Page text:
NICER
Artist concept of NICER aboard the ISS
Mission type Neutron star astrophysics
Operator NASA / GSFC / MIT
Website https://heasarc.gsfc.nasa.gov/docs/nicer/
Mission duration Planned: 18 months
Start of mission
Launch date Planned: December 2016 (2016-12)
Rocket Falcon 9
Launch site Cape Canaveral SLC-41, Florida, U.S.
Contractor SpaceX
Orbital parameters
Reference system Geocentric
Regime Low Earth
Perigee 400 km (250 mi)[1]
Apogee 400 km (250 mi)[1]
Inclination 51.6°[1]
Period 92.6 min[1]
Epoch October 2015 (ISS)[1]
Instruments
X-ray Timing Instrument (XTI)

The Neutron star Interior Composition Explorer (NICER) is a future NASA Explorers program Mission of Opportunity dedicated to the study of the extraordinary gravitational, electromagnetic, and nuclear physics environments embodied by neutron stars, exploring the exotic states of matter where density and pressure are higher than in atomic nuclei. NICER will enable rotation-resolved spectroscopy of the thermal and non-thermal emissions of neutron stars in the soft (0.2–12 keV) X-ray band with unprecedented sensitivity, probing interior structure, the origins of dynamic phenomena, and the mechanisms that underlie the most powerful cosmic particle accelerators known.[2] NICER will achieve these goals by deploying, following launch in December 2016, an X-ray timing and spectroscopy instrument as an attached payload aboard the International Space Station (ISS). NICER was selected by NASA to proceed to formulation phase in April 2013.[3]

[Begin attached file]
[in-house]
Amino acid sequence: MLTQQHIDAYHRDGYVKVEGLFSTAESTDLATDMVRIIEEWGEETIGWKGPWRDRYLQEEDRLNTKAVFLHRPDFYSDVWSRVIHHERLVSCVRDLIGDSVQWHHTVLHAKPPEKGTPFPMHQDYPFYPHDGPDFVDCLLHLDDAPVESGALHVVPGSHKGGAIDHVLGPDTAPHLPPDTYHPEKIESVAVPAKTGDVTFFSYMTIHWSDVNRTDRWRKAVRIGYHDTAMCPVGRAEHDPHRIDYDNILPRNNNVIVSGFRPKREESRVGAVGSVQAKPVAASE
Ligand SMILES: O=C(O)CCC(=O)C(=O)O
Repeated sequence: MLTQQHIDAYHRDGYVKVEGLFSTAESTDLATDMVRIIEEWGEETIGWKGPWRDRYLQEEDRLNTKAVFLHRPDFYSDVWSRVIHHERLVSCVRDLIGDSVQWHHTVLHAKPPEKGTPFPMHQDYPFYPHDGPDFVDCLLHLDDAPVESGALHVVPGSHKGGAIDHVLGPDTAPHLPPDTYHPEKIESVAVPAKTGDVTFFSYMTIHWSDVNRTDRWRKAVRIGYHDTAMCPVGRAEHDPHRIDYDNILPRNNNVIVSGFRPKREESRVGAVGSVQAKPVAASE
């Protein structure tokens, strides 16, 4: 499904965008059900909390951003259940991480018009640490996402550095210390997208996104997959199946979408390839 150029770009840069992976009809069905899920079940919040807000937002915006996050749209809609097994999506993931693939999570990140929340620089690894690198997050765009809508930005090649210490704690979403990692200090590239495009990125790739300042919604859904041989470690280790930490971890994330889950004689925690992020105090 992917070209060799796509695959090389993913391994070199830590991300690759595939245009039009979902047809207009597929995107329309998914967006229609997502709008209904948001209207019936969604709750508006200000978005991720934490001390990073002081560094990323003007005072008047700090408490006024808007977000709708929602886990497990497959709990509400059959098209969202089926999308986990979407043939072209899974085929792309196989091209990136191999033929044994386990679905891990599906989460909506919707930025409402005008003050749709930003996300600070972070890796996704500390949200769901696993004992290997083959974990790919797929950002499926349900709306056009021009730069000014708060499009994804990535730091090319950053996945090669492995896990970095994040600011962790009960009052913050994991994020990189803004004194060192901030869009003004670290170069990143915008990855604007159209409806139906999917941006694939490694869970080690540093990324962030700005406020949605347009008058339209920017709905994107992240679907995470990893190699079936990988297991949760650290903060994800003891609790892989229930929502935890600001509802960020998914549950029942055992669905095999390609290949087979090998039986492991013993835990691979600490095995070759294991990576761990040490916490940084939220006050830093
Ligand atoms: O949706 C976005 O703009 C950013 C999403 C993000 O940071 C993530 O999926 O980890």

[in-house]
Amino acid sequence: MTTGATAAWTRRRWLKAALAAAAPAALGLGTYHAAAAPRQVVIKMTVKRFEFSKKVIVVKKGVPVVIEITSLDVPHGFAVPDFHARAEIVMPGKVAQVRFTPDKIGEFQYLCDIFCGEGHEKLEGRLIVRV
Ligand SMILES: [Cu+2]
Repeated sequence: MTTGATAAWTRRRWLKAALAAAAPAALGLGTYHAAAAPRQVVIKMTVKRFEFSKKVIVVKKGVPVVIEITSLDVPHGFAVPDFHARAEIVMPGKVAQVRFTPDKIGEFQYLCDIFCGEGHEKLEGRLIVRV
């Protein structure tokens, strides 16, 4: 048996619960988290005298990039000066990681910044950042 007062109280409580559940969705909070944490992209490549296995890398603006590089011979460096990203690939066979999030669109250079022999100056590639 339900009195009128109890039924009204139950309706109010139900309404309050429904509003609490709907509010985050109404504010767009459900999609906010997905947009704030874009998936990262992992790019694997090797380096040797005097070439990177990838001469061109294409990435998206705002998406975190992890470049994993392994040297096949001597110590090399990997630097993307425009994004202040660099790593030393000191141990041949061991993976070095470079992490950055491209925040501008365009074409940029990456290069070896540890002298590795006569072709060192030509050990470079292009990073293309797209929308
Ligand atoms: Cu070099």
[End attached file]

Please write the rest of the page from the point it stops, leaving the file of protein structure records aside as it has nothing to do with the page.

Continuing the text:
An enhancement to the NICER mission, the Station Explorer for X-ray Timing and Navigation Technology (SEXTANT), will act as a technology demonstrator for X-ray pulsar-based navigation (XNAV) techniques that may one day be used for deep-space navigation.[4]

As of May 2015, NICER was on track for a 2016 launch, having passed its critical design review and resolved an issue with the power being supplied by the ISS.[5] The mission is scheduled to launch with the SpaceX CRS-12 ISS resupply mission aboard a Falcon 9 rocket. The June 28, 2015, Falcon 9 launch failure affected the entire Falcon 9 manifest,[6] making the ultimate launch date for NICER uncertain.[7]

References

 This article incorporates public domain material from websites or documents of the National Aeronautics and Space Administration.

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External links

  • NICER website at NASA.gov